Identification of RNAs associated with Nhp2p and Gar1p using genomewide analyses

To identify Nhp2p or Gar1p associated RNAs, we performed a tandem-affinity purification with an Nhp2p- TAP or Gar1p-TAP tagged strain. Associated RNAs were directly labeled with the Ulysis Nucleic Acid Labeling Kit (see Materials and Methods) with Alexa Fluor 647 dye and competitively hybridized on yeast whole-genome microarrays (see Materials and Methods), competitively with total RNA that had been labeled with Alexa Fluor 546 dye. Experiments have been reproduced three times with three independent immunoprecipitations. The results obtained with both proteins were largely overlapping. For the sake of simplicity, only the Nhp2p example is detailed below. Results for Gar1p and Nhp2p are presented in Supplementary Table S1 (see http://www.pasteur.fr/recherche/unites/Gim/index.html).

The distribution of the log2-transformed Alexa 647/Alexa 546 ratios showed a clear peak in the negative values for all experiments (data not shown), indicating that the majority of the RNAs in the cell did not coimmunoprecipitate with Nhp2p in our experiments. Therefore, for microarrays normalization, we fixed the median value of the log2 transformed ratio distribution at the reference ratio value (log2(ratio) = 0). Then, the normalized ratios represent the enrichment factors (EF) of each RNA in the Nhp2p immunoprecipitation versus total RNA, relative to the majority of unprecipitated RNAs. The distribution of the average log2-transformed EF from the three experiments allowed us to define three groups of RNAs (Fig. 1A1A).). Group 1 represents the majority of RNAs (74% of all features) that do not coimmunoprecipitate significantly with Nhp2p (EF less than twofold). Group 2 includes a significant number of RNAs (25%) that were moderately immunoprecipitated with Nhp2p (median EF ~4.5-fold). Seventy six percent of these RNAs are messenger RNAs that are, for most of them, known to be abundant and stable in the cell. These includes mRNAs from TY elements (12%) or from genes encoding ribosomal proteins and translation factors (10%). Nhp2p has been shown to bind RNAs nonspecifically in vitro (Henras et al. 2001). It is therefore reasonable to conclude that these moderate enrichments mainly result from nonspecific interactions during the experimental process.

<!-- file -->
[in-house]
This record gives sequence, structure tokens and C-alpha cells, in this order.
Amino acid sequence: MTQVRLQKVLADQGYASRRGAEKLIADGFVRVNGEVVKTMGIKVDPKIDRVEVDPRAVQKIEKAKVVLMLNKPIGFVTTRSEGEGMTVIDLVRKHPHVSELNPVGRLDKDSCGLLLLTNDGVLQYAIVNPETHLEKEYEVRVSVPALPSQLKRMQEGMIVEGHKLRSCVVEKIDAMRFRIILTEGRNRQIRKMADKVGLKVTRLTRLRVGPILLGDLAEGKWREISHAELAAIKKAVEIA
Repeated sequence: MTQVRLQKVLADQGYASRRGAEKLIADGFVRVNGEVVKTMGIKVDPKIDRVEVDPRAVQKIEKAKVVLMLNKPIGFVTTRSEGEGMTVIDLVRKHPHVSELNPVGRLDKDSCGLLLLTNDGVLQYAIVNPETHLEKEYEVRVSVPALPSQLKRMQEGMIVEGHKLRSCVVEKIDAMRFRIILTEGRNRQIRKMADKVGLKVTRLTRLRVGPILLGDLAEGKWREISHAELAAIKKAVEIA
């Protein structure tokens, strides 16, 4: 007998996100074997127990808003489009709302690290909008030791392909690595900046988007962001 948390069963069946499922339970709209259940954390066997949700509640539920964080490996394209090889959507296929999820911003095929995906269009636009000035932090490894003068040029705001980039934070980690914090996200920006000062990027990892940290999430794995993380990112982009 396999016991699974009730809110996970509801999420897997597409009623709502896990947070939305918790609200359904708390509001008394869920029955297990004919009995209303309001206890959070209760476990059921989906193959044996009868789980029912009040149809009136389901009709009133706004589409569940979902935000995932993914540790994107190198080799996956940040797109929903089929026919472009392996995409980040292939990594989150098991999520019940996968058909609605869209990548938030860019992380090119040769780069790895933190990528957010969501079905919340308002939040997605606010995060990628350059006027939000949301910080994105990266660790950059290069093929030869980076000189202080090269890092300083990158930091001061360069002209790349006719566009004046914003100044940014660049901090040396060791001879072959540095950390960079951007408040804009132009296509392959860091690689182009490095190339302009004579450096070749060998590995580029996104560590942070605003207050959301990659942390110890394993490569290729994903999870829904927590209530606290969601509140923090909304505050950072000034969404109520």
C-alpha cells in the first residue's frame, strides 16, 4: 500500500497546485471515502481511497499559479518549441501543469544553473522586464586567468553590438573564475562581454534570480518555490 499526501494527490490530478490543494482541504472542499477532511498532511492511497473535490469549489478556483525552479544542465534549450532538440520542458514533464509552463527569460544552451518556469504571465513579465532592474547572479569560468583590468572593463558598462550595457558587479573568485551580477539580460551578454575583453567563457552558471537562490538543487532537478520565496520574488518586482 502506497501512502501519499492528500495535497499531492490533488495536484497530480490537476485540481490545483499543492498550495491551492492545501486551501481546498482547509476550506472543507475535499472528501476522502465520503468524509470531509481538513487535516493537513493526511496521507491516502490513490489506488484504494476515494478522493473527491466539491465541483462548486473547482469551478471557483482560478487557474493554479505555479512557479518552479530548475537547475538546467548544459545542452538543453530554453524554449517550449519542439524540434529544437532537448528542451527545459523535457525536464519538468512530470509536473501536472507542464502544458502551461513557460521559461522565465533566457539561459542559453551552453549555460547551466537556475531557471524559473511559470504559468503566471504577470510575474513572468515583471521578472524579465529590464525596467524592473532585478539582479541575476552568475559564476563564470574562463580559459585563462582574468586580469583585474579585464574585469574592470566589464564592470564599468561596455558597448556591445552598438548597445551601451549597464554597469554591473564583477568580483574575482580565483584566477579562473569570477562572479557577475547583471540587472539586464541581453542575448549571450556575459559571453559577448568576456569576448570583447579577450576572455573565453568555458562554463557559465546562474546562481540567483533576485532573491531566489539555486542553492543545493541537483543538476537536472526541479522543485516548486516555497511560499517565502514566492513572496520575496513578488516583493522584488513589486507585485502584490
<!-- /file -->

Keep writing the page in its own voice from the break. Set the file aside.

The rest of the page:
RNAs associated with Nhp2p. (A) Distribution of average log2 transformed enrichment factors (EF) from three independent microarray hybridizations analyzing Nhp2p associated RNAs. The dashed lines indicate the threshold applied for defining three different ...